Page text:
In this post, Leeds Metropolitan University psychology expert Dr Steve Taylor, looks at the psychology of religion and asks whether it is a force for good or evil.
Richard Dawkins compares religion to a virus which infects human minds and turns potentially rational people into dogmatic automatons, willing to kill and die for their beliefs. But this is an over-simplification. Although I’m not religious myself – I don’t believe in God or follow any religious tradition – I believe that religion is being used as a scapegoat for deeper psychological issues.
In my view, the dogmatically religious impulse stems from the psychological need for group identity and belonging, together with a need for certainty and meaning. There is a strong impulse in human beings to define ourselves, whether it’s as a Christian, a Muslim, a socialist, an American, a Republican, or as a fan of a football team. This urge is closely connected to the impulse to be part of a group, to feel that we belong, and share the same beliefs and principles as others. And these impulses work together with the need for certainty – the feeling that we ‘know’, possess the truth, that we are right and others are wrong.
At the root of these impulses is a fundamental anxiety and sense of lack, caused by what – in my book Back to Sanity – I call ‘ego-separateness’, our sense of being distinct individuals, existing in separation to other people, and a world ‘out there.’ This generates a sense of being ‘cut off’, like fragments which were once part of a whole. There is also a sense of vulnerability and insecurity, caused by our insignificance in the face of the world. As a result, we need to ‘bolster’ our sense of self, to strengthen our identity. And religion – and other belief systems – helps us to do this.
Dawkins and others have claimed that religion itself is the source of conflict, but it’s really the need for group identity. If religion wasn’t available as a way of providing group identity, human beings would – and do, of course – find other sources of identity: ethnic or regional differences, political beliefs, or football clubs. And when two or more of these identity-groups are thrown together, with clashing beliefs and principles, conflict and warfare are always close at hand. Often these have been religious groups, of course, but frequently they have been ethnic or political groups too.
Spiritual and Dogmatic Religion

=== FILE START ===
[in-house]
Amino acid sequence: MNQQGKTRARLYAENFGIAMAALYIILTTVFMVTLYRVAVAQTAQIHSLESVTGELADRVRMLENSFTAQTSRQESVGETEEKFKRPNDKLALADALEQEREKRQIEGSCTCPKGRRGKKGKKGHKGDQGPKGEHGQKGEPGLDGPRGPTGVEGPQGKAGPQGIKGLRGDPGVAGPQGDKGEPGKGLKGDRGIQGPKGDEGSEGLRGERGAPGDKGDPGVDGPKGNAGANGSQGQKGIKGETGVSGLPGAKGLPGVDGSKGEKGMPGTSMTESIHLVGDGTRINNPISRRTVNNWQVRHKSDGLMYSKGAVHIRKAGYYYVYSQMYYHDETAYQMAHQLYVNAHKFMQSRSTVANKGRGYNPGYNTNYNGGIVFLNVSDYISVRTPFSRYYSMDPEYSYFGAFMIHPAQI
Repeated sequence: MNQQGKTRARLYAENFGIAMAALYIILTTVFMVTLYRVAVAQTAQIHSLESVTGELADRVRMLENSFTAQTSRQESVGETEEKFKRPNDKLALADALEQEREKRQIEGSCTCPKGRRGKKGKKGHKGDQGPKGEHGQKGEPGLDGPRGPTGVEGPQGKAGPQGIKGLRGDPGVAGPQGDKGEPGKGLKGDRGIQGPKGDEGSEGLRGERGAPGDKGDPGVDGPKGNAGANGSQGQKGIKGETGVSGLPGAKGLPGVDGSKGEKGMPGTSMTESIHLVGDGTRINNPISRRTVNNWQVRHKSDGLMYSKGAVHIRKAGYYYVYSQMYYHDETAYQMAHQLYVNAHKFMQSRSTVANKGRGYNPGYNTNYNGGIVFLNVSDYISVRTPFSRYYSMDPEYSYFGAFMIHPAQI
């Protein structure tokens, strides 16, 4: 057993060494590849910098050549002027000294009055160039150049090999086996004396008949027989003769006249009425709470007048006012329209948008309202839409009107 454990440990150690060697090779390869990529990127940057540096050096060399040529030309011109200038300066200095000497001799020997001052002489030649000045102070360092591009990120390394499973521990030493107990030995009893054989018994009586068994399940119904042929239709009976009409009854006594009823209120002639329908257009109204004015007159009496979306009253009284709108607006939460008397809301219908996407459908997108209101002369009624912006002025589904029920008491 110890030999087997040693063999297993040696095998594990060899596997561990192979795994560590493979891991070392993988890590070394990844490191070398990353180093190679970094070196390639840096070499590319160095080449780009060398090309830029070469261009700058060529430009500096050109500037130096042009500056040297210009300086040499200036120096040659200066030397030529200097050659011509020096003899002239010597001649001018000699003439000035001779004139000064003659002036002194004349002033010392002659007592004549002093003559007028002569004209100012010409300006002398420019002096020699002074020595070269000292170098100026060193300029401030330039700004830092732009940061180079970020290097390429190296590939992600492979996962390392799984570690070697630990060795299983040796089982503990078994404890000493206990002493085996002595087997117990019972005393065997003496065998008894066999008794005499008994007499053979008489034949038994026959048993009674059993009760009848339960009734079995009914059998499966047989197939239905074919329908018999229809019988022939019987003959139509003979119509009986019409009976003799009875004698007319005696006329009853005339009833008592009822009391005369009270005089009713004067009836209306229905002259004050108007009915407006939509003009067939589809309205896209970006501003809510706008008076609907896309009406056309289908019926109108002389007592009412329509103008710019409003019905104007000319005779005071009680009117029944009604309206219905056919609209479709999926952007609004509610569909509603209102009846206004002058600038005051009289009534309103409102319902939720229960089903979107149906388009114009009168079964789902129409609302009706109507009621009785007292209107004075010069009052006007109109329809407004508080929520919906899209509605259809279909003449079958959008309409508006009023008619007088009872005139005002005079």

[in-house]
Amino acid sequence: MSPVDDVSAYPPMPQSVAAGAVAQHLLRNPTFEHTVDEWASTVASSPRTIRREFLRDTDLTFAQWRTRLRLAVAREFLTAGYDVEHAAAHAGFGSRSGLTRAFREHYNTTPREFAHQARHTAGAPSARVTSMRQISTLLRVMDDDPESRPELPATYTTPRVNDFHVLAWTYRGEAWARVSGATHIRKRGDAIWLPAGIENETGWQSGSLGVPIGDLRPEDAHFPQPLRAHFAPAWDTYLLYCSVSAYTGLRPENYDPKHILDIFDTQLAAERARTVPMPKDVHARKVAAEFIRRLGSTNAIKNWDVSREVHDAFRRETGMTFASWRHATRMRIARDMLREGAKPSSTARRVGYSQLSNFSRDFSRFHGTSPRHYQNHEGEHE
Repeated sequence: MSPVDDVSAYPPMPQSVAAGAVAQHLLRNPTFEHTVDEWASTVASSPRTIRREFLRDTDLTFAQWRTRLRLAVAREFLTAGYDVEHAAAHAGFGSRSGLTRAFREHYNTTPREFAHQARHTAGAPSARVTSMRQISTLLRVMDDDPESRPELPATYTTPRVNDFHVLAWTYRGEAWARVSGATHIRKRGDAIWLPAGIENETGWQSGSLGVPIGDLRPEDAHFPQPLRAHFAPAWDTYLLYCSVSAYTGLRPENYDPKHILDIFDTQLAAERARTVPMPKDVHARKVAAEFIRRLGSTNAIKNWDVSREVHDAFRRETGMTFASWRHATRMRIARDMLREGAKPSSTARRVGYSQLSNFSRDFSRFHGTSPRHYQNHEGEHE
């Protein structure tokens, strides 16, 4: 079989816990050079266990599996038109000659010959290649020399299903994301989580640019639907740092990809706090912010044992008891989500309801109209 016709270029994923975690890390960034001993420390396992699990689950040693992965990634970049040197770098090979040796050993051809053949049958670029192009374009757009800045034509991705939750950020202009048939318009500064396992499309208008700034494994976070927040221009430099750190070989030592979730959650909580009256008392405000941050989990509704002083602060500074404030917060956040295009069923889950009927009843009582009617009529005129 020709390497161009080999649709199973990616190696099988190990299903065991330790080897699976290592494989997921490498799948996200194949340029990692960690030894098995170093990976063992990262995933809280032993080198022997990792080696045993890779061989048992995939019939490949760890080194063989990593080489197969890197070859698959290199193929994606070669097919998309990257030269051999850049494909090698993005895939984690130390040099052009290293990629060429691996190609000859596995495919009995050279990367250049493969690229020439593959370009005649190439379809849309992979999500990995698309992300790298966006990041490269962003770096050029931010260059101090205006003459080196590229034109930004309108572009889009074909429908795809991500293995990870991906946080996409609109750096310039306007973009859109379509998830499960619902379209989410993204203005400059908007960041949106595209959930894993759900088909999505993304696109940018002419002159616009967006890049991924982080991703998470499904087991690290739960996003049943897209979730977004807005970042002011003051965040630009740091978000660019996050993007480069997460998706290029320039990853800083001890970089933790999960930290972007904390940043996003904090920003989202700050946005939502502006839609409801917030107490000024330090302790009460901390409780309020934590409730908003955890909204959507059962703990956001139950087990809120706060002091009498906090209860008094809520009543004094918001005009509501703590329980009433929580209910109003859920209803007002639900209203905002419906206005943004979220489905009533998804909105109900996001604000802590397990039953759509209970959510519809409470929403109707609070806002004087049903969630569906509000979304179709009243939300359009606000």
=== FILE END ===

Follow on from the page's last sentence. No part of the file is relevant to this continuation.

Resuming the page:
It’s important to make a distinction between ‘dogmatic’ and ‘spiritual’ religion. Dogmatic religion is the type I have just described, which props up the fragile self-system. Dogmatically religious people think that they’re right and everyone else is wrong. For them, religion is about adhering to a set of rigid beliefs and following the rules laid down by religious authorities. It’s about defending their beliefs against anyone who questions them, asserting their ‘truth’ over other people’s, and spreading those beliefs to others. For them, the fact that other people have different beliefs is an affront, since it implies the possibility that their own beliefs may not be true. They need to convince other people that they’re wrong to prove to themselves that they’re right.
‘Spiritual’ religion is very different. It promotes the higher attributes of human nature, like altruism and compassion, and fosters a sense of the sacred and sublime. ‘Spiritually religious’ people don’t feel any animosity to other religious groups – in fact, they’re happy to investigate other beliefs. They usually aren’t evangelical – their attitude is that different religions are suited to different people, and that all religions are different manifestations or expressions of the same essential truths.
In other words, whereas the purpose of dogmatic religion is to strengthen the sense of self, through beliefs, labels and group identity, the purpose of spiritual religion is the complete opposite of this – to transcend the self, through compassion, altruism and spiritual practice.
Some ‘new atheists’ see religions as archaic superstitions which will eventually be superseded by science and reason, but it’s unlikely that religion will ever disappear. As long as human beings experience ‘ego-separation’, dogmatic religion will always persist. And as long as we experience an impulse to transcend ‘ego-separation’, so will spiritual religion.
The irony is that militant atheists such as Dawkins are actually very similar to dogmatically religious people. They are obeying the same impulse for identity and certainty – the same desire to possess ‘the truth’ as fundamentalist Christians. They display the same antagonism to those with different belief system, and have the same drive to ‘convert’ the ignorant to their way of thinking.
Don’t blame religion for our problems – blame the human need for belonging and certainty.